Son claims mother stabbed his nipple with pencil for complaining she bought too much at Walmart

A 65-year-old Florida woman is accused of stabbing her son in the nipple with a pencil after he complained she bought too much stuff at Walmart.
Gale Higley’s son told Port St. Lucie police on June 11 that he came home from a bar and discovered Higley made a lot of unnecessary purchases at Walmart and spent a lot of money.
He said they argued over her “spending habits,” and that his mother stabbed his left nipple with a pencil and slapped his face. Police noticed a small mark on the nipple in question. Meanwhile, the accused nipple stabber said she argued with her son over how she prepared lasagna for dinner. She put the lasagna in the microwave, but he wanted it in the oven.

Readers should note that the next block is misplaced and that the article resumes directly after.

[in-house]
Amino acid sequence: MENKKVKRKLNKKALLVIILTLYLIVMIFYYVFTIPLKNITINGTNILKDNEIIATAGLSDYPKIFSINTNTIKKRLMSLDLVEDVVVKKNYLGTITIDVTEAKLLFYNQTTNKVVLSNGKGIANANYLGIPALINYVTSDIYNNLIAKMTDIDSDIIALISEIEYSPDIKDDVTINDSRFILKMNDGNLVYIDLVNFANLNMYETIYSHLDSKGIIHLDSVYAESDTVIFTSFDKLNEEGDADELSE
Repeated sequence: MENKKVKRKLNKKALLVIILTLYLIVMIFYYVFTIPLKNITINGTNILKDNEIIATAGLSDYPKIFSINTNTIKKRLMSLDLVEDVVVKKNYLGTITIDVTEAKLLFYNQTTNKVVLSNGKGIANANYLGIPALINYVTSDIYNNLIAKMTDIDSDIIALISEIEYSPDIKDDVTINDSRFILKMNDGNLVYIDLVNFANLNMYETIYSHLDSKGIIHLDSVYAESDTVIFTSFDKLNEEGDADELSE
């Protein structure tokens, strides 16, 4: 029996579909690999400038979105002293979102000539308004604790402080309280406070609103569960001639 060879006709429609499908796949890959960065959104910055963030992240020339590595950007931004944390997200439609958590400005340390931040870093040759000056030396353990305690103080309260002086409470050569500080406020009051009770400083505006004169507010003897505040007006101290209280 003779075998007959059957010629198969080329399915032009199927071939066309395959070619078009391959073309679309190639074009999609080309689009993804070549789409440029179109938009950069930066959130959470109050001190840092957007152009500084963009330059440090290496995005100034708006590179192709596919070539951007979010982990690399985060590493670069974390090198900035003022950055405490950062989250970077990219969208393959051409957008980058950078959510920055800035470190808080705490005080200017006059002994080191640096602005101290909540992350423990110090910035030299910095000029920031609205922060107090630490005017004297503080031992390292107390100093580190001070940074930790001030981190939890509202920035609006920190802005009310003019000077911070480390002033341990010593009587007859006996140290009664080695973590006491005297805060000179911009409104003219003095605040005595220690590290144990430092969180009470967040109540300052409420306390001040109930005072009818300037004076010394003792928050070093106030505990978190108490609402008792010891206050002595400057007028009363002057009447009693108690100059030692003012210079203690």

Higley said she slapped her son, but denied stabbing him with a pencil. Higley appeared intoxicated, as did her son. Investigators found a pencil with no tip. It’s unclear whether the pencil was among the alleged Walmart purchases. Police arrested Higley of Port St. Lucie, on a battery charge. She was taken to the St. Lucie County jail.

Fake dentist and his assistant pulled five teeth from woman’s mouth